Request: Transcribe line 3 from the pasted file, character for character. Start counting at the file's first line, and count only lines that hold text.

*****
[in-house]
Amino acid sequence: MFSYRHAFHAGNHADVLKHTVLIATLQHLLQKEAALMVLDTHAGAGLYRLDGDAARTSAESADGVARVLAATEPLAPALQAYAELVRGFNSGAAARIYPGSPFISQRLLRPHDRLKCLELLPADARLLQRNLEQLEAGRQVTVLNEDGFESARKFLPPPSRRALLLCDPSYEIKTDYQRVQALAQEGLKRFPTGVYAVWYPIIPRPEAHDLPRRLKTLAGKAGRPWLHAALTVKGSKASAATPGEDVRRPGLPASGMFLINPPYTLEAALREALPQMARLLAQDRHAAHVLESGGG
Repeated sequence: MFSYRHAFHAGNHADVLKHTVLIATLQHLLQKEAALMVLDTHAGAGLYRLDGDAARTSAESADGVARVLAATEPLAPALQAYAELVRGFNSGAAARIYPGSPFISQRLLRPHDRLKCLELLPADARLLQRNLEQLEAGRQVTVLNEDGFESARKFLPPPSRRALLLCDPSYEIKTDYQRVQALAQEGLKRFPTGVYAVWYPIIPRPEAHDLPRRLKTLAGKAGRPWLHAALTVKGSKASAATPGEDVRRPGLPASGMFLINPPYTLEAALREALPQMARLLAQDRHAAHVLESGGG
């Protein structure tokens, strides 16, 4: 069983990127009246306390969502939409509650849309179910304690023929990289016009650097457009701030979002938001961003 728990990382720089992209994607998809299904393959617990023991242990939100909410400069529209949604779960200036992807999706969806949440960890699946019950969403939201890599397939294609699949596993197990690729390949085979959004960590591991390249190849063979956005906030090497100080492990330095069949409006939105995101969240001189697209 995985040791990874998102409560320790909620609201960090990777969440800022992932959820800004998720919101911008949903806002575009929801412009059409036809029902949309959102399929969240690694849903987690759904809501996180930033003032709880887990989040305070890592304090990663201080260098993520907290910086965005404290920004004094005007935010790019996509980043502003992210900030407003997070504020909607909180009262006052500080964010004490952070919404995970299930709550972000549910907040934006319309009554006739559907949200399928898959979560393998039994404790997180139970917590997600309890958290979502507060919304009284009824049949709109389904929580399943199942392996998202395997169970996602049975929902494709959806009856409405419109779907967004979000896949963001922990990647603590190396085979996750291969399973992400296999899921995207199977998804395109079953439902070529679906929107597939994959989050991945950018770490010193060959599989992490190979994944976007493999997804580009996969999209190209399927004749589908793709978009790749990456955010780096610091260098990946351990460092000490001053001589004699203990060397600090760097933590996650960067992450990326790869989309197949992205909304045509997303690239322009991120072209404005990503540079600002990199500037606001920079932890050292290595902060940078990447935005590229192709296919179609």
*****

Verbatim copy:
Repeated sequence: MFSYRHAFHAGNHADVLKHTVLIATLQHLLQKEAALMVLDTHAGAGLYRLDGDAARTSAESADGVARVLAATEPLAPALQAYAELVRGFNSGAAARIYPGSPFISQRLLRPHDRLKCLELLPADARLLQRNLEQLEAGRQVTVLNEDGFESARKFLPPPSRRALLLCDPSYEIKTDYQRVQALAQEGLKRFPTGVYAVWYPIIPRPEAHDLPRRLKTLAGKAGRPWLHAALTVKGSKASAATPGEDVRRPGLPASGMFLINPPYTLEAALREALPQMARLLAQDRHAAHVLESGGG